Is JavaScript the First Ever Dominant Programming Language?

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Well into its third decade of use, JavaScript continues to grow in popularity. It lies at the heart of popular programming frameworks – like React.js – used in both web and mobile development. One tech leader feels this venerable language is rapidly becoming the dominant one in the software development world.

Let’s take a closer look at JavaScript’s dominance – perceived or not – within the programming community. What are some of the reasons behind its seemingly never-ending popularity growth? Perhaps these insights offer some food for thought for your own team’s software engineering efforts.

Network Effects help JavaScript grow in Dominance

Anil Dash, the CEO of Fog Creek Software (maker of Glitch), column for Medium, where he posits that network effects are driving the growth of JavaScript. Dash feels the days of the lone wolf programmer are long gone; in essence, they’ve now become “networked.” In the modern era, developers sometimes end up collaborating with each other all over the world. This is likely yet another outgrowth of the open source movement.

Dash notes a variety of reasons for this change in programming style. Websites like Stack Overflow serve as a valuable source for tips and tricks of the software engineering trade. In fact, new frameworks tend to grow in popularity in tandem with how much they get discussed on Stack Overflow.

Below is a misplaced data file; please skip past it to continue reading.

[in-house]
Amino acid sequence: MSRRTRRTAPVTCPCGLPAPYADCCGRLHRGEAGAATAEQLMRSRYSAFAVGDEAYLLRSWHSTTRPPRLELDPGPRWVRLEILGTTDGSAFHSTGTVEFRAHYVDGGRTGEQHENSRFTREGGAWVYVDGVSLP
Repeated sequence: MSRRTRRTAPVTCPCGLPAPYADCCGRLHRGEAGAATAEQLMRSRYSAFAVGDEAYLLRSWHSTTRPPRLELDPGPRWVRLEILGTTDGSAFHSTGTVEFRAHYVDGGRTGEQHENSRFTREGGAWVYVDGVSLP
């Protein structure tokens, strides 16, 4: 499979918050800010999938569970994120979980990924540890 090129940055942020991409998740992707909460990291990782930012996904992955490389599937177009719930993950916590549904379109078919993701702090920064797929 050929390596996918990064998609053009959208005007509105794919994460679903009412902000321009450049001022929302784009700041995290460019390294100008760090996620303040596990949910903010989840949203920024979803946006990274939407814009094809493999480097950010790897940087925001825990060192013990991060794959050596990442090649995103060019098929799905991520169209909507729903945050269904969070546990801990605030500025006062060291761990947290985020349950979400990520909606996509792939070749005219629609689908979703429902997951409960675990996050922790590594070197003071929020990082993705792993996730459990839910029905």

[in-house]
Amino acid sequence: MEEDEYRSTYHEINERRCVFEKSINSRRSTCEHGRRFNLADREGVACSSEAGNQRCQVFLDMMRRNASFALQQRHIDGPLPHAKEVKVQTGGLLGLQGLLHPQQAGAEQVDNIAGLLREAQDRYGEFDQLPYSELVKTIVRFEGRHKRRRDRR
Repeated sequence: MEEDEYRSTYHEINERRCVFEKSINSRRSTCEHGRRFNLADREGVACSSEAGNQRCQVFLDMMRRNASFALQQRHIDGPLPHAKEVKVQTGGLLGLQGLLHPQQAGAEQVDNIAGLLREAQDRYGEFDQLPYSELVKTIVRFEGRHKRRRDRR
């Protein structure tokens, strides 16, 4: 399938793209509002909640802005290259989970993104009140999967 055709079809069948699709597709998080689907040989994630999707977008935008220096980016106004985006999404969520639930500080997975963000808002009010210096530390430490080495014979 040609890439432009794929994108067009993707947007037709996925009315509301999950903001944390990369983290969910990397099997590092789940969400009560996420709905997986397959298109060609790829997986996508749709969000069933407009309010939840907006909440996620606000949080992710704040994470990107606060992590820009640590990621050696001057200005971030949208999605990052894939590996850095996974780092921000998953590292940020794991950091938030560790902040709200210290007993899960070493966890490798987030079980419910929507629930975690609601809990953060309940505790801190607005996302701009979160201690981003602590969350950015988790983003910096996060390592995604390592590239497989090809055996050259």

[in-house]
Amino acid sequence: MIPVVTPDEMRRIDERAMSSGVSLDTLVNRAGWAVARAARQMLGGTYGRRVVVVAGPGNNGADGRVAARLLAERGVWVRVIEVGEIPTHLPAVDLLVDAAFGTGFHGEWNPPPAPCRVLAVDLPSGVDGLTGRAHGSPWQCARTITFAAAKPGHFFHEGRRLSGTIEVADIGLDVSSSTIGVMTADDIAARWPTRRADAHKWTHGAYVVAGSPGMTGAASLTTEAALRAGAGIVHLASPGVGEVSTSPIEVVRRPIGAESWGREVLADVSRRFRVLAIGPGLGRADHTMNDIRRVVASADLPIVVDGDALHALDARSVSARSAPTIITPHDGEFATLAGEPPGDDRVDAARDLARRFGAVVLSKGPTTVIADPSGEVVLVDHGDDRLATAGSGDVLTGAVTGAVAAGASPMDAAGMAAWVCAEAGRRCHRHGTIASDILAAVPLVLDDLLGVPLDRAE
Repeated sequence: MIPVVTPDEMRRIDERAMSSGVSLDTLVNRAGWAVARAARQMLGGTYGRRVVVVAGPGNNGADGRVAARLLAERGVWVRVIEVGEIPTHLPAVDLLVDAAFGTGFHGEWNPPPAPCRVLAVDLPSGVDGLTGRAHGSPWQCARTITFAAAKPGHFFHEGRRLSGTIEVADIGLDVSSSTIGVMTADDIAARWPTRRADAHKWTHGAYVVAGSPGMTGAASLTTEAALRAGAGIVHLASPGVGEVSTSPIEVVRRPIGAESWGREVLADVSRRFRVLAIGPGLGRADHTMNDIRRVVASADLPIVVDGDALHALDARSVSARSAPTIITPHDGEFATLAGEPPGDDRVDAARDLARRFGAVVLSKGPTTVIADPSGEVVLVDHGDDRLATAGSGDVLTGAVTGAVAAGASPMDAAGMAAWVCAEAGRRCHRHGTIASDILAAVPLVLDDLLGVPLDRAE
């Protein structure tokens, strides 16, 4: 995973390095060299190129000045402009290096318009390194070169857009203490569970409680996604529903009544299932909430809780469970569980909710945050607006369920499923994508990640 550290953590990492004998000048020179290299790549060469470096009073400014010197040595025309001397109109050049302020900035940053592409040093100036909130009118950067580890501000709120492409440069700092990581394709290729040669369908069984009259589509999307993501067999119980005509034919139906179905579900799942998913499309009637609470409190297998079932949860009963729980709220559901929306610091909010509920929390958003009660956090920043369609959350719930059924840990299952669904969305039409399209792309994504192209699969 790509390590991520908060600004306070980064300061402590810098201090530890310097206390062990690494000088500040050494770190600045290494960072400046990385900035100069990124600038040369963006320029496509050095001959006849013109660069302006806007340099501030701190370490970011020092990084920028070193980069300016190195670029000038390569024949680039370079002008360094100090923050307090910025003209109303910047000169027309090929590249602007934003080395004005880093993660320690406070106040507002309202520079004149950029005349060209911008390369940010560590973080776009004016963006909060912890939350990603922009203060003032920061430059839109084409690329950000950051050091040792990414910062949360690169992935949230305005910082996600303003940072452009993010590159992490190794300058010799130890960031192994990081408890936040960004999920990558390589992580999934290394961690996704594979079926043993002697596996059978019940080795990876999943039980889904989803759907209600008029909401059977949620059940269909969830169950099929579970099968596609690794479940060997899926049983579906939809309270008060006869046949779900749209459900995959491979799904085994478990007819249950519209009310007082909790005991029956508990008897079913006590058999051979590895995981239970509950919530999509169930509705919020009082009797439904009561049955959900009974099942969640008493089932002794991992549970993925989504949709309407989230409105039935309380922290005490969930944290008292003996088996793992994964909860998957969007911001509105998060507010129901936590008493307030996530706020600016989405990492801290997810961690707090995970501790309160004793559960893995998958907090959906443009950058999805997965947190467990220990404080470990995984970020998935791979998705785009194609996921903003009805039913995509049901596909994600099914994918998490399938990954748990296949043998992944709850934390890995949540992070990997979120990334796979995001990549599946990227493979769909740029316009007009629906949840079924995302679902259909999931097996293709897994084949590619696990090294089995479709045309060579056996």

The social aspect of GitHub provides another means for developers to collaborate and commiserate. Finally, Dash highlights a few online developer news sites, like Hacker News, that let programmers better learn the practice while networking with each other. All of this leads to “software being evaluated based on its social success and social merits, rather than just some ostensibly “objective” technical merit.”

So how does the increased networking of the developer community lead to JavaScript becoming the dominant programming language? For one, JS is flexible enough to allow virtually any application to be written in it. Dash feels the capability lies at the heart of its network-driven dominance.

The Many Tentacles of JavaScript

JavaScript is now essentially a network and/or ecosystem unto itself, according to Dash. Everything from popular frameworks like Node.js and React.js to useful variants like TypeScript relies on the programming language. When you consider anyone using a web browser is also running a JavaScript interpreter; well, simply look up ubiquitous in the dictionary.